BBC NEWS Americas Africa Europe Middle East South Asia Asia Pacific Urdu Hindi Pashto Bengali Tamil Nepali Sinhala
BBCi NEWS   SPORT   WEATHER   WORLD SERVICE   A-Z INDEX     

BBC News World Edition
 You are in: South Asia  
News Front Page
Africa
Americas
Asia-Pacific
Europe
Middle East
South Asia
UK
Business
Entertainment
Science/Nature
Technology
Health
-------------
Talking Point
-------------
Country Profiles
In Depth
-------------
Programmes
-------------
BBC Sport
BBC Weather
SERVICES
-------------
LANGUAGES
EDITIONS
Wednesday, 23 October, 2002, 16:15 GMT 17:15 UK
Indian children 'malnourished'
Indian rice vendor
India has food surpluses - but still has malnutrition problems
More than a third of children in Indian cities suffer from malnutrition, according to a report by the UN's World Food Programme (WFP).

Street dwellers
The urban poor are most at risk

The study says that 36% of urban children were shorter than they should be and 38% were below their normal weight.

"Despite a surplus of food, there are a great number of people who suffer from malnutrition or in some cases famine," WFP special representative Mohammed Zejjari told Reuters.

The report follows an earlier one which focused on the situation in rural areas, and both are designed to give the Indian authorities an overview of where the most serious problems were.

Urbanisation

The report highlights in particular the increasing phenomenon of migration from rural to urban areas, often as a result of drought or flooding in the countryside.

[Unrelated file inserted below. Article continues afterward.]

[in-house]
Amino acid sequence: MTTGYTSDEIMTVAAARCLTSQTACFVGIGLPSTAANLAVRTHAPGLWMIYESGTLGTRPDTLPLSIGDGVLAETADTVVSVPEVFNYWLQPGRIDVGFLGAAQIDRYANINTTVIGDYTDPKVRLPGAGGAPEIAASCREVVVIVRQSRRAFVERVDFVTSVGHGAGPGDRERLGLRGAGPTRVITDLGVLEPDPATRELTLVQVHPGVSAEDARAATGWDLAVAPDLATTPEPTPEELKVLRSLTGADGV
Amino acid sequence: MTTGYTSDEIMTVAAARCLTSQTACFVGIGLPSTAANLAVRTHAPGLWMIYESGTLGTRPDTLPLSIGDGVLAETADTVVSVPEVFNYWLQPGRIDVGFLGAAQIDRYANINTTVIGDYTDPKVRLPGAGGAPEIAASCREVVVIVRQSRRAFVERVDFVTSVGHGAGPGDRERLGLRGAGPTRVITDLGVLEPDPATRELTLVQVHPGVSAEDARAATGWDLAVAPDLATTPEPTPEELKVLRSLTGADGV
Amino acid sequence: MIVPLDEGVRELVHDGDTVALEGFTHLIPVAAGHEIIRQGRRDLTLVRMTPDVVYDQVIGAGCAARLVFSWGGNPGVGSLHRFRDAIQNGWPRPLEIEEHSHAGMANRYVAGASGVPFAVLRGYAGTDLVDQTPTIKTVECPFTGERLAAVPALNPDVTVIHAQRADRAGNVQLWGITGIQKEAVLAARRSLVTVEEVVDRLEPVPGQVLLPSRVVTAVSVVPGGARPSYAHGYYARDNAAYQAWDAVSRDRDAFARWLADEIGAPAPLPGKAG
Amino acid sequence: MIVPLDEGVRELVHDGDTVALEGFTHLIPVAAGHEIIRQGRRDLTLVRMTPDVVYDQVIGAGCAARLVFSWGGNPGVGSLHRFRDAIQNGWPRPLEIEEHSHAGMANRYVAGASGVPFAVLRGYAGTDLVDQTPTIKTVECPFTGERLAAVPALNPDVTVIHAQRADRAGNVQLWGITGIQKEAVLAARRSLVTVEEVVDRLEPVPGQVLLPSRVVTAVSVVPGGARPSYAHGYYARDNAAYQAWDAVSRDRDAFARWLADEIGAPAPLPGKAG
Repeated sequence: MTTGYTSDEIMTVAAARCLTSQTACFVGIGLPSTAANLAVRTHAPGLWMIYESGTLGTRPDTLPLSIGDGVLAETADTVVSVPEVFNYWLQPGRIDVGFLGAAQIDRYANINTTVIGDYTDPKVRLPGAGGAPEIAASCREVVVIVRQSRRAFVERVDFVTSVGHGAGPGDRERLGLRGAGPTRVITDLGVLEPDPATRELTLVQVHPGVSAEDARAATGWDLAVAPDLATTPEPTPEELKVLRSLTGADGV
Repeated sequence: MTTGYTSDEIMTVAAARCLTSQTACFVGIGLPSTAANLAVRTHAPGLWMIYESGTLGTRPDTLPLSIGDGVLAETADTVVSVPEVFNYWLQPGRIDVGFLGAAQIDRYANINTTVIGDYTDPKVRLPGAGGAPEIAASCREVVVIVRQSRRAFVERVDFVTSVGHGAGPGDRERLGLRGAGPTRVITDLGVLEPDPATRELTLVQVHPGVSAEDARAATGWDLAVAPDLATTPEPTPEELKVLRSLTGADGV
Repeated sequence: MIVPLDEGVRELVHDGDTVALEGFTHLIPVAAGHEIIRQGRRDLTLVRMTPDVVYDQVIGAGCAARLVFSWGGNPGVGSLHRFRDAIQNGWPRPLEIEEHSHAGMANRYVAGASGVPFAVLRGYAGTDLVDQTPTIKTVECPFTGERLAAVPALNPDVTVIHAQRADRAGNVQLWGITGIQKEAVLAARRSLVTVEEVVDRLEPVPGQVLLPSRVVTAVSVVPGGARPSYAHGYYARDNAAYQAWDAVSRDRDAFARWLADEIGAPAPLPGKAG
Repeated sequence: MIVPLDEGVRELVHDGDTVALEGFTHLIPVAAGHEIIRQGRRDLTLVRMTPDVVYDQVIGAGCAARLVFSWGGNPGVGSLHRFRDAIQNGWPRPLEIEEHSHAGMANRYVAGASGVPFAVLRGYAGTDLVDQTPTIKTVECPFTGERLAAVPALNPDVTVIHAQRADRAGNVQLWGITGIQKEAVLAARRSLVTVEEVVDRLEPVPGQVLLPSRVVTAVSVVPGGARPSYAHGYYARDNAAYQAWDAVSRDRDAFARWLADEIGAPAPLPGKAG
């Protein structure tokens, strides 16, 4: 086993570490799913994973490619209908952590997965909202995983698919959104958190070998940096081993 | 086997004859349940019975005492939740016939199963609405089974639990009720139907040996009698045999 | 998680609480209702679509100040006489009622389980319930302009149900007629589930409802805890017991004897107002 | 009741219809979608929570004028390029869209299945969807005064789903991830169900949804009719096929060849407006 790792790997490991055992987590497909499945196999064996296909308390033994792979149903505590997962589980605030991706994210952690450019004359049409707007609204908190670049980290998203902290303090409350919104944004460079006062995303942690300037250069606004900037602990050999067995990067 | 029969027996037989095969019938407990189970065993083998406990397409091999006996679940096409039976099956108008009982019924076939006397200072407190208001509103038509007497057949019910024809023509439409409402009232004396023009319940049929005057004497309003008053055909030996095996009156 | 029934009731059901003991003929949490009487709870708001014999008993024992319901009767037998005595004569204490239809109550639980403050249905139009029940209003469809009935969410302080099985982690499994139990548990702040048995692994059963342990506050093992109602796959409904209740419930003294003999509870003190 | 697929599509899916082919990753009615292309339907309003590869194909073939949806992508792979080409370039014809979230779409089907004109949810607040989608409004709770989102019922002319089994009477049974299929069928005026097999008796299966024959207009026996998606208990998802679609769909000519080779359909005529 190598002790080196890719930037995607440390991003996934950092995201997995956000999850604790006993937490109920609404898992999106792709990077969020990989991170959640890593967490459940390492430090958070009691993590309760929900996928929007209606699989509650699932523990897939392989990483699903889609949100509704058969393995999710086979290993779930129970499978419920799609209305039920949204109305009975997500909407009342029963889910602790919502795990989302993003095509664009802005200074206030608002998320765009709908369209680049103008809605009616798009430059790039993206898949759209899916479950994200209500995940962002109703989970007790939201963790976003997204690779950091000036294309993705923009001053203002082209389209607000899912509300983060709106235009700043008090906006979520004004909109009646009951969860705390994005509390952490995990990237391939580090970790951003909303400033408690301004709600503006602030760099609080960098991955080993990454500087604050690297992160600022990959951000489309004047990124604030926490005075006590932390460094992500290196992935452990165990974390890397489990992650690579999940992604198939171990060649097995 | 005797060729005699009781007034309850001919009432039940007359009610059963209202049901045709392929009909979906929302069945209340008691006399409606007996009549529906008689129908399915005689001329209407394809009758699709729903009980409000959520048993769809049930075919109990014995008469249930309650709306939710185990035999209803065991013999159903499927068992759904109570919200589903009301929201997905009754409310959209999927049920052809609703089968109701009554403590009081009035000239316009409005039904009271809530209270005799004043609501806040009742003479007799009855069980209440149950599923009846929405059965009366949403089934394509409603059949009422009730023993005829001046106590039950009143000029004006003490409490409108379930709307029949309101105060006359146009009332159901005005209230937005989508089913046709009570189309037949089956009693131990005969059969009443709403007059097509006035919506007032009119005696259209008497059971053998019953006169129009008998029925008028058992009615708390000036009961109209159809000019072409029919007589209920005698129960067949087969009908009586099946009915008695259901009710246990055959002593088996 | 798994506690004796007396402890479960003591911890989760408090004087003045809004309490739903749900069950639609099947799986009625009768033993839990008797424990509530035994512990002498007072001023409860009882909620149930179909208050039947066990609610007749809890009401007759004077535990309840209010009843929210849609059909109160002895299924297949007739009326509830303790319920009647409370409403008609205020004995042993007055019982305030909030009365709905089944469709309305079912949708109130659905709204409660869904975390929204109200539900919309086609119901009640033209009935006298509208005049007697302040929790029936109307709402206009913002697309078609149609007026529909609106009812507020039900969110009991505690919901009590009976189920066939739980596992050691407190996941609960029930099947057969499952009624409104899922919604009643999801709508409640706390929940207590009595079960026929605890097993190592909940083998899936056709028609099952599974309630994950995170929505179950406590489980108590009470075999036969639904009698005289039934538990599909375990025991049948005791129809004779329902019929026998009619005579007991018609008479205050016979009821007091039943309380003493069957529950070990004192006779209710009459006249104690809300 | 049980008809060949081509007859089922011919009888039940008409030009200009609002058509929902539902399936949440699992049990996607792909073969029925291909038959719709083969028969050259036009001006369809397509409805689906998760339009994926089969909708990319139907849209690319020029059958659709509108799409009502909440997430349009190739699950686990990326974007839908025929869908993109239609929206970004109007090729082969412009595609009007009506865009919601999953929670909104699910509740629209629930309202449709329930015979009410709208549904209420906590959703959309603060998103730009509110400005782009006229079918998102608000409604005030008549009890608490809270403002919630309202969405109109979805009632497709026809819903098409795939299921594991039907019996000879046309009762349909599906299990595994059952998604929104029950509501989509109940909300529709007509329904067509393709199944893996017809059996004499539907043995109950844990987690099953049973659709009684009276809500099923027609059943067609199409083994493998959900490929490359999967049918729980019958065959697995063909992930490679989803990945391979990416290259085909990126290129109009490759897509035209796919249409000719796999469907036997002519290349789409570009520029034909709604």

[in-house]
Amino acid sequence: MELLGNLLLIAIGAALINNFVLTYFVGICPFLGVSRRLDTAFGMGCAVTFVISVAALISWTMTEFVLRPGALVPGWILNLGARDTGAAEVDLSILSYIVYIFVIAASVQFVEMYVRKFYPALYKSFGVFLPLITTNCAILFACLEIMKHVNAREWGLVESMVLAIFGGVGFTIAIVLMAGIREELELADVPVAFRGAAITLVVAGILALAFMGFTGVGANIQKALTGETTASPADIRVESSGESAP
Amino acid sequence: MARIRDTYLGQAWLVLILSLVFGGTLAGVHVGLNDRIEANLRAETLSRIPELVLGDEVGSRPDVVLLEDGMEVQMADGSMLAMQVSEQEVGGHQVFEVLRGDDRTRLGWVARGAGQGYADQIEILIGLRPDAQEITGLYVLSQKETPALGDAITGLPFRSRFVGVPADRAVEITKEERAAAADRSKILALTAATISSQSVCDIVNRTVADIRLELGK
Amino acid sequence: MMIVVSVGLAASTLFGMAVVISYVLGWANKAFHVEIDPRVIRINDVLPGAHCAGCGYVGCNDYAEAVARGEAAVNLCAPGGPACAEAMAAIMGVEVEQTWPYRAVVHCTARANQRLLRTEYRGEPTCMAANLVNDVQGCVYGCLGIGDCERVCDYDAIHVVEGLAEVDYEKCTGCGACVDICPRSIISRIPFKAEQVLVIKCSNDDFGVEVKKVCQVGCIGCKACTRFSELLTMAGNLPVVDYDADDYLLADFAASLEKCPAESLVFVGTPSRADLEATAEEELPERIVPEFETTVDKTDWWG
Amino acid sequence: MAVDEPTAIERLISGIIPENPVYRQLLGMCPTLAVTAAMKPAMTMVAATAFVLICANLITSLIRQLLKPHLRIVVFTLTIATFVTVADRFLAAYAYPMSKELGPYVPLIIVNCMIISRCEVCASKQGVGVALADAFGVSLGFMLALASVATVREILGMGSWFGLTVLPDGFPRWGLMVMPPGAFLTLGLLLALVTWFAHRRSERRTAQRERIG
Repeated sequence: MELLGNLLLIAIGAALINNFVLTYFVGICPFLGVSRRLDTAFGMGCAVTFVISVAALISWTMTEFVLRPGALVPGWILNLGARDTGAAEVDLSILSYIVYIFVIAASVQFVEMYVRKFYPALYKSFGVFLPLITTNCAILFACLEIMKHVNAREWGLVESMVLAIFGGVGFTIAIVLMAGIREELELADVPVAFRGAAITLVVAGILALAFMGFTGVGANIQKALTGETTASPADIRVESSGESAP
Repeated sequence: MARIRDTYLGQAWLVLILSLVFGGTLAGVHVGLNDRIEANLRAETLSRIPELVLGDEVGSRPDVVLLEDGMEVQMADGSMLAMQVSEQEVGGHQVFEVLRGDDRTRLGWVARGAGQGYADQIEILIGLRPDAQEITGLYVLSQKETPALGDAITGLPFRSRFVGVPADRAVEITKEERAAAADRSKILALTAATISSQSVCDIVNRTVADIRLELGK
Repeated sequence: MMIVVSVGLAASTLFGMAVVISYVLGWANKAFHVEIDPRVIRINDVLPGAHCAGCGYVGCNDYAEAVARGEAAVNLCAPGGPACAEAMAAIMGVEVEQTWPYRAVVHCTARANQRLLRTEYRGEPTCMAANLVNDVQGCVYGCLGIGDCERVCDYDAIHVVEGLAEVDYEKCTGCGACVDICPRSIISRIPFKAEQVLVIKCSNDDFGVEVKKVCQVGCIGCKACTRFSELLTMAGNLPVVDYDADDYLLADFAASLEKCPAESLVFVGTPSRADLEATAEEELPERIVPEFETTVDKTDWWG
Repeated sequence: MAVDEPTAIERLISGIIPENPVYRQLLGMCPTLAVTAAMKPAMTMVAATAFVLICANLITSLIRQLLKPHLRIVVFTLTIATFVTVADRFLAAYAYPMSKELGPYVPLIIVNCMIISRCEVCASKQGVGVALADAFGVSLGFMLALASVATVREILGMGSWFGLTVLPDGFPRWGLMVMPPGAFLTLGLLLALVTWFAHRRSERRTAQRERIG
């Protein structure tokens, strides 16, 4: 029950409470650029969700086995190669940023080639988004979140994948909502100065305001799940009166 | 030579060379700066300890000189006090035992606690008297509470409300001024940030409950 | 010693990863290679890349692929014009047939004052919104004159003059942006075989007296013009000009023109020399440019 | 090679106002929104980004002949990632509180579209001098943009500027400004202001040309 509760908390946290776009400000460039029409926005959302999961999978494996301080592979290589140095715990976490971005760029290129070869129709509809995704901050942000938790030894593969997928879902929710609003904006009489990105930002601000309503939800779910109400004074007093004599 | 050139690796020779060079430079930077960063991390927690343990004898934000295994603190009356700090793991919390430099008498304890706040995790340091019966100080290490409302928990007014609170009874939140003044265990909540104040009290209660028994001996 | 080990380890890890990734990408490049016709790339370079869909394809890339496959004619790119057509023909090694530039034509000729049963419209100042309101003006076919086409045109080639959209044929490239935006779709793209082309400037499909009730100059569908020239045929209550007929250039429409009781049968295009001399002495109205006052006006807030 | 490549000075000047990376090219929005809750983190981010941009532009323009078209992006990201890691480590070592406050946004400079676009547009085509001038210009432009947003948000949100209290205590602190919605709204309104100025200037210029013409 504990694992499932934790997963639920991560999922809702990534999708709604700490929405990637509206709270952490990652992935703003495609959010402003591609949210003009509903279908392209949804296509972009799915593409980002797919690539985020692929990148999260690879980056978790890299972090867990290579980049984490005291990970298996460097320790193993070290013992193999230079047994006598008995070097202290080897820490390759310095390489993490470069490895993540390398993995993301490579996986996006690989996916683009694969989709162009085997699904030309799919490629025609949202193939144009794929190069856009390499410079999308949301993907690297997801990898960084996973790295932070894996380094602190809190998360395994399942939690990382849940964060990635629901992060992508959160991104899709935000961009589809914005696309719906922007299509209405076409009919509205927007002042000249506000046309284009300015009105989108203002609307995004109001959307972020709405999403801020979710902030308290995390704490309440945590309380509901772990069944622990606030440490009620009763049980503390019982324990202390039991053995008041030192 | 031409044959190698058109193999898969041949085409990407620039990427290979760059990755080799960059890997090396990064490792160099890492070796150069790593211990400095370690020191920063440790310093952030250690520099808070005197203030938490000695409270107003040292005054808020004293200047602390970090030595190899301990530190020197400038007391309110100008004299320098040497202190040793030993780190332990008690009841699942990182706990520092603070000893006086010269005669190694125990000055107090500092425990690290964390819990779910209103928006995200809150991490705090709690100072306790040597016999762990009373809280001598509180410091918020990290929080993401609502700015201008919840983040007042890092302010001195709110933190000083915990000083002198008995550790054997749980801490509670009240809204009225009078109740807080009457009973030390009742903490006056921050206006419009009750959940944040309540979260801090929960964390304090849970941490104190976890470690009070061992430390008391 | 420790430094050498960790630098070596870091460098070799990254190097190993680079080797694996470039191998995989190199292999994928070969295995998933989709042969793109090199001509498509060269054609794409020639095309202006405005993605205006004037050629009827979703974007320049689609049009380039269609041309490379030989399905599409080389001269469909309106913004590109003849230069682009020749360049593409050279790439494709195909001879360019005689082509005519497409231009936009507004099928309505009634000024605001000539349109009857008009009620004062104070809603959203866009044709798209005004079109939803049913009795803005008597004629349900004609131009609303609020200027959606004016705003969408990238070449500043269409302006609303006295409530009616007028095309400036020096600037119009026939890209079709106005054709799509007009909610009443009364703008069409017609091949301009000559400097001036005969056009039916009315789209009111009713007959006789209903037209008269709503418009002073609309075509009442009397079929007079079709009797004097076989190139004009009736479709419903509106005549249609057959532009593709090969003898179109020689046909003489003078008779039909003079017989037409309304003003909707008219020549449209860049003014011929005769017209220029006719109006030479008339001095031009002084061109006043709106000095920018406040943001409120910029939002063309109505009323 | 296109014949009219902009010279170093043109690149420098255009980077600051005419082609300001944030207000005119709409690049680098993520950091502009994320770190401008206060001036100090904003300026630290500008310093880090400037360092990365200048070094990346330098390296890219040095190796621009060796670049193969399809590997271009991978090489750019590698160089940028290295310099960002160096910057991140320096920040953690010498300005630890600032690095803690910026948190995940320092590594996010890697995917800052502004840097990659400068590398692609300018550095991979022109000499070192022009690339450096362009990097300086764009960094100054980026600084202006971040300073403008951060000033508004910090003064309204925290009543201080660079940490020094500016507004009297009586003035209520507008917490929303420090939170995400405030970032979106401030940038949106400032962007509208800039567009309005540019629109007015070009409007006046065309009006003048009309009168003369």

It said that once they arrived in the cities, unskilled and illiterate people from rural areas could not afford decent food.

And it said that while there were many malnourished Indians in cities such as Delhi and Bombay, the problem was often worse in the smaller cities and towns where there were fewer jobs and resources were scarcer.

The study also cited other factors as contributing to the plight of the urban poor such as improper sanitation, contaminated drinking water, and urban pollution.

It said these all contributed to the breeding of diseases which, for people already weakened by poor nutrition, were difficult to resist.

Mohammed Zejjari said India needed to tackle the increasing casualisation of the unskilled workforce to ensure they had more buying power to feed themselves.

And he said that in the meantime, those worst affected should get short-term food aid.

India is the world's second most populous nation, with more than a billion people.

See also:

10 Sep 01 | Business
08 Aug 01 | Business
15 Aug 01 | Business
19 Nov 99 | South Asia
24 Jul 02 | Country profiles
Internet links:


The BBC is not responsible for the content of external internet sites

Links to more South Asia stories are at the foot of the page.


E-mail this story to a friend

Links to more South Asia stories

© BBC ^^ Back to top

News Front Page | Africa | Americas | Asia-Pacific | Europe | Middle East |
South Asia | UK | Business | Entertainment | Science/Nature |
Technology | Health | Talking Point | Country Profiles | In Depth |
Programmes